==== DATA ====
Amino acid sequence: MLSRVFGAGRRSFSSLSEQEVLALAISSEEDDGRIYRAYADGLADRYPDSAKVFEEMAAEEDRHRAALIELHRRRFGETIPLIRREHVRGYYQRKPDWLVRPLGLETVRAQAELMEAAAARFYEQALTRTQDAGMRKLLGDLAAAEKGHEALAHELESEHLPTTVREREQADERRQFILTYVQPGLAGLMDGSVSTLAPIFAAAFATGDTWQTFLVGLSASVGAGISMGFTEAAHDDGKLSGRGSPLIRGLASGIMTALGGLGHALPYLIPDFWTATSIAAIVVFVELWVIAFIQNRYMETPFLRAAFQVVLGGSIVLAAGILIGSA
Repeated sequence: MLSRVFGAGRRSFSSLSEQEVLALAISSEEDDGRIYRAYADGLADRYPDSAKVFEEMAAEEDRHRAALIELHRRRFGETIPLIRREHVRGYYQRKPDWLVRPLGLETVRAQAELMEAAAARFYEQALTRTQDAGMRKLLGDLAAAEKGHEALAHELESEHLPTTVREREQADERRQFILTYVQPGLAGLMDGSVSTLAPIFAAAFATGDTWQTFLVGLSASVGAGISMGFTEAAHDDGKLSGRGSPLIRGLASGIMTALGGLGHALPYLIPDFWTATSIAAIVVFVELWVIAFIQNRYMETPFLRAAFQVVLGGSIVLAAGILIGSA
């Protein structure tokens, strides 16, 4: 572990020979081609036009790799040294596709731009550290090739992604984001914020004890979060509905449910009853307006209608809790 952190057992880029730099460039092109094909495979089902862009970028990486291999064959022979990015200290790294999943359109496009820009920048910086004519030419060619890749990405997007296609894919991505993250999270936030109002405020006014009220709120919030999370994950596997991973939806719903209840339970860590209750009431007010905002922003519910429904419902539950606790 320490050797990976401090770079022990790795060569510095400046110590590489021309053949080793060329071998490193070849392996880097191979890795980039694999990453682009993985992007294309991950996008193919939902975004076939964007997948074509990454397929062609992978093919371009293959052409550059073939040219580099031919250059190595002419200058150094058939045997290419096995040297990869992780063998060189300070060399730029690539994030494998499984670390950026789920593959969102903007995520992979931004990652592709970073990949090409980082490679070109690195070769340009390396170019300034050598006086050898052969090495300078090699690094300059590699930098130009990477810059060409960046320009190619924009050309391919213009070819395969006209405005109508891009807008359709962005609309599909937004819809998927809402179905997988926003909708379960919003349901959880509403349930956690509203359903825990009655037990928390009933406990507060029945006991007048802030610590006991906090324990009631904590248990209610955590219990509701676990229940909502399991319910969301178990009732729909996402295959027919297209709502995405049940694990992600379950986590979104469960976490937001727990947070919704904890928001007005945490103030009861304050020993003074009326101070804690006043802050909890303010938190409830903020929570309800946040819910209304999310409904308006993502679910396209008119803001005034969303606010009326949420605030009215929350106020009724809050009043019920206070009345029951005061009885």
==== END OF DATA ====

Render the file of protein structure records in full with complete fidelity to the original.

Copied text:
Amino acid sequence: MLSRVFGAGRRSFSSLSEQEVLALAISSEEDDGRIYRAYADGLADRYPDSAKVFEEMAAEEDRHRAALIELHRRRFGETIPLIRREHVRGYYQRKPDWLVRPLGLETVRAQAELMEAAAARFYEQALTRTQDAGMRKLLGDLAAAEKGHEALAHELESEHLPTTVREREQADERRQFILTYVQPGLAGLMDGSVSTLAPIFAAAFATGDTWQTFLVGLSASVGAGISMGFTEAAHDDGKLSGRGSPLIRGLASGIMTALGGLGHALPYLIPDFWTATSIAAIVVFVELWVIAFIQNRYMETPFLRAAFQVVLGGSIVLAAGILIGSA
Repeated sequence: MLSRVFGAGRRSFSSLSEQEVLALAISSEEDDGRIYRAYADGLADRYPDSAKVFEEMAAEEDRHRAALIELHRRRFGETIPLIRREHVRGYYQRKPDWLVRPLGLETVRAQAELMEAAAARFYEQALTRTQDAGMRKLLGDLAAAEKGHEALAHELESEHLPTTVREREQADERRQFILTYVQPGLAGLMDGSVSTLAPIFAAAFATGDTWQTFLVGLSASVGAGISMGFTEAAHDDGKLSGRGSPLIRGLASGIMTALGGLGHALPYLIPDFWTATSIAAIVVFVELWVIAFIQNRYMETPFLRAAFQVVLGGSIVLAAGILIGSA
């Protein structure tokens, strides 16, 4: 572990020979081609036009790799040294596709731009550290090739992604984001914020004890979060509905449910009853307006209608809790 952190057992880029730099460039092109094909495979089902862009970028990486291999064959022979990015200290790294999943359109496009820009920048910086004519030419060619890749990405997007296609894919991505993250999270936030109002405020006014009220709120919030999370994950596997991973939806719903209840339970860590209750009431007010905002922003519910429904419902539950606790 320490050797990976401090770079022990790795060569510095400046110590590489021309053949080793060329071998490193070849392996880097191979890795980039694999990453682009993985992007294309991950996008193919939902975004076939964007997948074509990454397929062609992978093919371009293959052409550059073939040219580099031919250059190595002419200058150094058939045997290419096995040297990869992780063998060189300070060399730029690539994030494998499984670390950026789920593959969102903007995520992979931004990652592709970073990949090409980082490679070109690195070769340009390396170019300034050598006086050898052969090495300078090699690094300059590699930098130009990477810059060409960046320009190619924009050309391919213009070819395969006209405005109508891009807008359709962005609309599909937004819809998927809402179905997988926003909708379960919003349901959880509403349930956690509203359903825990009655037990928390009933406990507060029945006991007048802030610590006991906090324990009631904590248990209610955590219990509701676990229940909502399991319910969301178990009732729909996402295959027919297209709502995405049940694990992600379950986590979104469960976490937001727990947070919704904890928001007005945490103030009861304050020993003074009326101070804690006043802050909890303010938190409830903020929570309800946040819910209304999310409904308006993502679910396209008119803001005034969303606010009326949420605030009215929350106020009724809050009043019920206070009345029951005061009885």